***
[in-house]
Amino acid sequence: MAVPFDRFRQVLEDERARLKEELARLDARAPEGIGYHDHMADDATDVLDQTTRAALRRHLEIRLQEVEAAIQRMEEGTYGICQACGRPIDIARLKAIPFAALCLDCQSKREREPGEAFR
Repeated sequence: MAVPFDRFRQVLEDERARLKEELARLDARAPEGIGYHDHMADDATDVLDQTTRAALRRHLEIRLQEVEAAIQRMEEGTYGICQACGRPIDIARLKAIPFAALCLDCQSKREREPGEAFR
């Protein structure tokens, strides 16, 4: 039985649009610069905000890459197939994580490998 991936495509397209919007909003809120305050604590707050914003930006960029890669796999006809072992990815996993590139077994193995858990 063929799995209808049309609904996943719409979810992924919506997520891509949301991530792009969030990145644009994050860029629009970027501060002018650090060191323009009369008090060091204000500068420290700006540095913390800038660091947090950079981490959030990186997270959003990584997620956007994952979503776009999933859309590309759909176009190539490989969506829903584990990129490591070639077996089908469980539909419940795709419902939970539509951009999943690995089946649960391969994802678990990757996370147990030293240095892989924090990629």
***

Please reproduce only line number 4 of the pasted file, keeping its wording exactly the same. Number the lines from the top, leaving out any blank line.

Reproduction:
């Protein structure tokens, strides 16, 4: 039985649009610069905000890459197939994580490998 991936495509397209919007909003809120305050604590707050914003930006960029890669796999006809072992990815996993590139077994193995858990 063929799995209808049309609904996943719409979810992924919506997520891509949301991530792009969030990145644009994050860029629009970027501060002018650090060191323009009369008090060091204000500068420290700006540095913390800038660091947090950079981490959030990186997270959003990584997620956007994952979503776009999933859309590309759909176009190539490989969506829903584990990129490591070639077996089908469980539909419940795709419902939970539509951009999943690995089946649960391969994802678990990757996370147990030293240095892989924090990629």